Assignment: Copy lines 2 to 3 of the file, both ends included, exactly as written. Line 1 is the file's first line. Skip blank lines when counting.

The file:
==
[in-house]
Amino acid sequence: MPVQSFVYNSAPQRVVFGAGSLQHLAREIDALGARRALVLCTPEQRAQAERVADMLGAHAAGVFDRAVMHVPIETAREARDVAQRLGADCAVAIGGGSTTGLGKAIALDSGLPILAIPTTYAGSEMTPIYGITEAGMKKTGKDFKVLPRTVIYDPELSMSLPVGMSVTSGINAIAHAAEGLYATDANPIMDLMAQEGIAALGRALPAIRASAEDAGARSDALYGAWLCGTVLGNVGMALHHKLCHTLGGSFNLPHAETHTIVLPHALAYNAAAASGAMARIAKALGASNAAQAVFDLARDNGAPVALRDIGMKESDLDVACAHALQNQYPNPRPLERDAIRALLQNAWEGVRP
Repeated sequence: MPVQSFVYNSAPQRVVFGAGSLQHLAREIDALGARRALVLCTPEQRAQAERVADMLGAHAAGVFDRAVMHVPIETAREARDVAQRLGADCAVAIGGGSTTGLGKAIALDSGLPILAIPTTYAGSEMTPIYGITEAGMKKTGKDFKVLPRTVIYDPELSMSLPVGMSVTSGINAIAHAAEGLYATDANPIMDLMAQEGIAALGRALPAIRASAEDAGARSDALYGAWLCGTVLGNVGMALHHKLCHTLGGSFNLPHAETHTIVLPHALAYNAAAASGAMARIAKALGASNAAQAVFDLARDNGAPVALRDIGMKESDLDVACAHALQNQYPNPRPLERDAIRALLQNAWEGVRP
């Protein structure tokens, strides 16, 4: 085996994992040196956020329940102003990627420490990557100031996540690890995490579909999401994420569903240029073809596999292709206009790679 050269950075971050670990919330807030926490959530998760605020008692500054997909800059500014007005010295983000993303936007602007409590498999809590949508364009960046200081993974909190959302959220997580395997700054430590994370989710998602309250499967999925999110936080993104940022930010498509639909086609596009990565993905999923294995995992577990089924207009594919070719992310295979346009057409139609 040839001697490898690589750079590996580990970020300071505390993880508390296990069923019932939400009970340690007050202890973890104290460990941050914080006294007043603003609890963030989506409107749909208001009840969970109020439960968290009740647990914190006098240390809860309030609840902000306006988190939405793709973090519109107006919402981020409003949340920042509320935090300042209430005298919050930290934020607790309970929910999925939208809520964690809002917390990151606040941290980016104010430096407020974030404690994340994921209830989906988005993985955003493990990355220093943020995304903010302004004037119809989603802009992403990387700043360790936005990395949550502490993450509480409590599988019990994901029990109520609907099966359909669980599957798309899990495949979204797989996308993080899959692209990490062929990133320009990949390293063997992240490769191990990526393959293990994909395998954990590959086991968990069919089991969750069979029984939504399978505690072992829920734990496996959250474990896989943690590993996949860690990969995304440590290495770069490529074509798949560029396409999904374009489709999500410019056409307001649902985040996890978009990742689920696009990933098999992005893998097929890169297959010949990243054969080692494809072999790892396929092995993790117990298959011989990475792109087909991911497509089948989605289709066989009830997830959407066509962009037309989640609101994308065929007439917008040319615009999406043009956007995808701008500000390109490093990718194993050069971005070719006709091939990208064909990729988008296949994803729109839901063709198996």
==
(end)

Amino acid sequence: MPVQSFVYNSAPQRVVFGAGSLQHLAREIDALGARRALVLCTPEQRAQAERVADMLGAHAAGVFDRAVMHVPIETAREARDVAQRLGADCAVAIGGGSTTGLGKAIALDSGLPILAIPTTYAGSEMTPIYGITEAGMKKTGKDFKVLPRTVIYDPELSMSLPVGMSVTSGINAIAHAAEGLYATDANPIMDLMAQEGIAALGRALPAIRASAEDAGARSDALYGAWLCGTVLGNVGMALHHKLCHTLGGSFNLPHAETHTIVLPHALAYNAAAASGAMARIAKALGASNAAQAVFDLARDNGAPVALRDIGMKESDLDVACAHALQNQYPNPRPLERDAIRALLQNAWEGVRP
Repeated sequence: MPVQSFVYNSAPQRVVFGAGSLQHLAREIDALGARRALVLCTPEQRAQAERVADMLGAHAAGVFDRAVMHVPIETAREARDVAQRLGADCAVAIGGGSTTGLGKAIALDSGLPILAIPTTYAGSEMTPIYGITEAGMKKTGKDFKVLPRTVIYDPELSMSLPVGMSVTSGINAIAHAAEGLYATDANPIMDLMAQEGIAALGRALPAIRASAEDAGARSDALYGAWLCGTVLGNVGMALHHKLCHTLGGSFNLPHAETHTIVLPHALAYNAAAASGAMARIAKALGASNAAQAVFDLARDNGAPVALRDIGMKESDLDVACAHALQNQYPNPRPLERDAIRALLQNAWEGVRP